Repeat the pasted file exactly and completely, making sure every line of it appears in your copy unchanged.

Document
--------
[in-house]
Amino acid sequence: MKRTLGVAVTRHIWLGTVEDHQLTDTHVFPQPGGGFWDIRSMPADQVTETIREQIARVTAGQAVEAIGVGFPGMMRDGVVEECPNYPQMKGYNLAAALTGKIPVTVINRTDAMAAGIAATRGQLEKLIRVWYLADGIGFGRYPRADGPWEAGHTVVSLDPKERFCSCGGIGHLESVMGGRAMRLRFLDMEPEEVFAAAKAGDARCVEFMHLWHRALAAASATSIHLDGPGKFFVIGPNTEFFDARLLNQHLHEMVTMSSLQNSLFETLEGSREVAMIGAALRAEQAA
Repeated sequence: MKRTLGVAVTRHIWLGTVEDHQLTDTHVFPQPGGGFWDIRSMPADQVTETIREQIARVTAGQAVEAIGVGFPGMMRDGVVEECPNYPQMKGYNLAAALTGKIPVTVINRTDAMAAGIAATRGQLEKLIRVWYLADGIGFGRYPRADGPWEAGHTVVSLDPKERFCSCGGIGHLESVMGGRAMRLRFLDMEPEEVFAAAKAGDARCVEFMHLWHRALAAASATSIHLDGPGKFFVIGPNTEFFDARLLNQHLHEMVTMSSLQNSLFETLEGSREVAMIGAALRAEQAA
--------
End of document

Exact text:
[in-house]
Amino acid sequence: MKRTLGVAVTRHIWLGTVEDHQLTDTHVFPQPGGGFWDIRSMPADQVTETIREQIARVTAGQAVEAIGVGFPGMMRDGVVEECPNYPQMKGYNLAAALTGKIPVTVINRTDAMAAGIAATRGQLEKLIRVWYLADGIGFGRYPRADGPWEAGHTVVSLDPKERFCSCGGIGHLESVMGGRAMRLRFLDMEPEEVFAAAKAGDARCVEFMHLWHRALAAASATSIHLDGPGKFFVIGPNTEFFDARLLNQHLHEMVTMSSLQNSLFETLEGSREVAMIGAALRAEQAA
Repeated sequence: MKRTLGVAVTRHIWLGTVEDHQLTDTHVFPQPGGGFWDIRSMPADQVTETIREQIARVTAGQAVEAIGVGFPGMMRDGVVEECPNYPQMKGYNLAAALTGKIPVTVINRTDAMAAGIAATRGQLEKLIRVWYLADGIGFGRYPRADGPWEAGHTVVSLDPKERFCSCGGIGHLESVMGGRAMRLRFLDMEPEEVFAAAKAGDARCVEFMHLWHRALAAASATSIHLDGPGKFFVIGPNTEFFDARLLNQHLHEMVTMSSLQNSLFETLEGSREVAMIGAALRAEQAA